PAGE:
Harkiran Wanda Kaur

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First Sikh Turban Women in Royal Navy of Canada

Some Lesser Known Facts About Harkiran Kaur:-

harkiran wanda

  • Harkiran was born into a Catholic family
  • She came to Sikhi about a decade ago now when a Sikh friend had got her interest and she started reading Guru Granth Sahib Ji (in English translation) and agreed with not only her own beliefs about reality and our place in it, but also with science and philosophy.It’s like Gurbani tied everything together and was the missing link, the universal equation as it were.
  • she started attending Gurdwara regularly about 7 years ago and knew from the start she wanted to take Amrit. She tried to be active in the community as much as possible.
  • As for her career in the Royal Canadian Navy since 1997 and was one of the first women to qualify to serve on submarines.
  • After some time attending the Gurdwara and being inspired by another Singhni who tied turban, she saw how spiritual she looked – what she later would recognize as being in Guru Gobind Singh Ji’s roop.
  •  She believe the uniform of Khalsa was meant for all Sikhs. she decided when she took Amrit that she also wanted to tie turban. However, there was a bit of a stumbling block as Canadian military had allowance for Sikh males to tie turban in uniform but not females. So with the help of World Sikh Organization they worked to change that. She became the first Sikh woman to tie turban in uniform in the Royal Canadian Navy.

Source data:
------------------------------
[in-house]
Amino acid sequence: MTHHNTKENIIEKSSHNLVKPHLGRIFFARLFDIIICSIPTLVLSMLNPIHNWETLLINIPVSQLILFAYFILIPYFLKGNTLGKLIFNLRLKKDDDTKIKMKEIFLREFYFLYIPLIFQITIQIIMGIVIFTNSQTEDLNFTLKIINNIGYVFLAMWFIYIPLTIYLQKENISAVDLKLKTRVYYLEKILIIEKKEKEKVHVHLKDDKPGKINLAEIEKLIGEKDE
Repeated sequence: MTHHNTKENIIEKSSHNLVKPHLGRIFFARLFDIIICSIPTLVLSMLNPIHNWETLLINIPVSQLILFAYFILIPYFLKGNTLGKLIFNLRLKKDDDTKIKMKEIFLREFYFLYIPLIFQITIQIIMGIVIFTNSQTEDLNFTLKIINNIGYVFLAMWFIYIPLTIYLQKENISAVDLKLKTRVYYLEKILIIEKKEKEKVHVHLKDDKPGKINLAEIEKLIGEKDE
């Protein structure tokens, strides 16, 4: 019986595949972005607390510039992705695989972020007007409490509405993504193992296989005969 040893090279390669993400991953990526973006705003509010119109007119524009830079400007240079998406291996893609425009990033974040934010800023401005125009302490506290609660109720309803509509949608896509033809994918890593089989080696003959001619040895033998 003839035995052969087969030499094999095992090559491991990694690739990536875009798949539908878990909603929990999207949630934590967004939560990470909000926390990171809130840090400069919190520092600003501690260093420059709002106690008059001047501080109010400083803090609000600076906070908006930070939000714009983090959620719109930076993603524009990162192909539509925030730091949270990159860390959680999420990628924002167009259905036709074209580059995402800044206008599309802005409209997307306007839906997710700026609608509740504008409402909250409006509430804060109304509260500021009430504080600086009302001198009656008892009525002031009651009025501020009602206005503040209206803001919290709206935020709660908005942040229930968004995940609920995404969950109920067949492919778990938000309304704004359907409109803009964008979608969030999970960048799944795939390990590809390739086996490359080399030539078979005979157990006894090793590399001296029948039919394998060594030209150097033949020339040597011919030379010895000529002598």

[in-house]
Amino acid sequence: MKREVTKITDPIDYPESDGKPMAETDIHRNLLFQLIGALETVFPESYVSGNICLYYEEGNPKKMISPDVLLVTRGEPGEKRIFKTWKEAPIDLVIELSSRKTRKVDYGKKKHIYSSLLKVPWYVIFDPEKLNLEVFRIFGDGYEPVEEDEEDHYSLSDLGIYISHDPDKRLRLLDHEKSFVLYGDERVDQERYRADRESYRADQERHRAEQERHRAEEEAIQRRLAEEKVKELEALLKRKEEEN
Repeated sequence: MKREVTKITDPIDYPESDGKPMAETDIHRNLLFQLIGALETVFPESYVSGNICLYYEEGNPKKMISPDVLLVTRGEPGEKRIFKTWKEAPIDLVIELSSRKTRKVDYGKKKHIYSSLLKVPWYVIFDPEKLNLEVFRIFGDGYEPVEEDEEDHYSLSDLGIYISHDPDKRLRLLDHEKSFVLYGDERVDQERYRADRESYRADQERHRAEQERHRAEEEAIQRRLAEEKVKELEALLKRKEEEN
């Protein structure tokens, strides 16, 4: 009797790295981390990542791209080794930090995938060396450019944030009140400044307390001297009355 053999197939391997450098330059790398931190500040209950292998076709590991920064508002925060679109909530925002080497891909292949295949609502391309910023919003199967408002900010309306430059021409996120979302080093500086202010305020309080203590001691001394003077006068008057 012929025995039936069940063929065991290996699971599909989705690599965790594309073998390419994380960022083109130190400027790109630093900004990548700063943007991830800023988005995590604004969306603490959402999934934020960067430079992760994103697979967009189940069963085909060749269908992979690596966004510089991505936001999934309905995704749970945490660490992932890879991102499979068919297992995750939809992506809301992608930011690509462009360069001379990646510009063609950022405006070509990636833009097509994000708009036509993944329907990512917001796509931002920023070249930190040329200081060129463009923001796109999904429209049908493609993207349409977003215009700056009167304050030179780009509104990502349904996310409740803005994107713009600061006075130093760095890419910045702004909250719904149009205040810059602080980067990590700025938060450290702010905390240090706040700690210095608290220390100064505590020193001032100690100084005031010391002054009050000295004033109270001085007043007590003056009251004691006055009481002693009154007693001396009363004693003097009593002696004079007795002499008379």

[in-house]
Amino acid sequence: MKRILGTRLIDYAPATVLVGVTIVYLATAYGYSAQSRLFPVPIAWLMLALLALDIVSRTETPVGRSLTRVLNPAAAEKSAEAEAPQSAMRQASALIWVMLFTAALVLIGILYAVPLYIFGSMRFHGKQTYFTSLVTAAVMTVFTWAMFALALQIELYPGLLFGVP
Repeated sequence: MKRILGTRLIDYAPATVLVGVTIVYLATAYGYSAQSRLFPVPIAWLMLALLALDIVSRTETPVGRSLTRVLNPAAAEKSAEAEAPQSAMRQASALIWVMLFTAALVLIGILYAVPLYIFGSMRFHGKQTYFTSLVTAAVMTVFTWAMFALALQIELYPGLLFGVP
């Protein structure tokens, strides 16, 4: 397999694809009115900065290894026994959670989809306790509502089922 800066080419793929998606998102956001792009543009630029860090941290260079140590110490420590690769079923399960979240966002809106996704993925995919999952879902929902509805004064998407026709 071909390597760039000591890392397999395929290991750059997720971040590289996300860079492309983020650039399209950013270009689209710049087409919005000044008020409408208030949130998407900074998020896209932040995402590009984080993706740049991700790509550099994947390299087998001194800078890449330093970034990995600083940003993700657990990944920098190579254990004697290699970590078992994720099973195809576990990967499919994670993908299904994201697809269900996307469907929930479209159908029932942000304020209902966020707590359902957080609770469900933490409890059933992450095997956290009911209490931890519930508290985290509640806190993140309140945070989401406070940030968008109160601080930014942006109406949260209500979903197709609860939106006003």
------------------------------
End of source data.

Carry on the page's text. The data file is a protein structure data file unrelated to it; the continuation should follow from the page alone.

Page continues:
• Since then she served two years in a row as a member of the Gurudwara Management committee here in Halifax (as treasurer and member at large).
  • She also worked on the Defence Visible Minority Advisory Group where she worked to advise Command teams on issues specific to different cultures and minorities.
  • She also helped plan and organize several large scale cultural awareness events as well as a local military event directed towards raising awareness about unconscious bias in cooperation with the Human Rights Commission of Nova Scotia (Canada).
  • She is married to an Amritdhari Singh from Srinagar Kashmir, where she also took Amrit several years ago. she is now engaged in learning kirtan in my spare time and want to be more involved with gender inequality issues within Sikhi because she believes they need to be tackled head on.
  •  Her dream is to one day see Guru Nanak Dev Ji’s vision of equality of all humans regardless of caste colour ethnicity gender rich or poor come to fruition.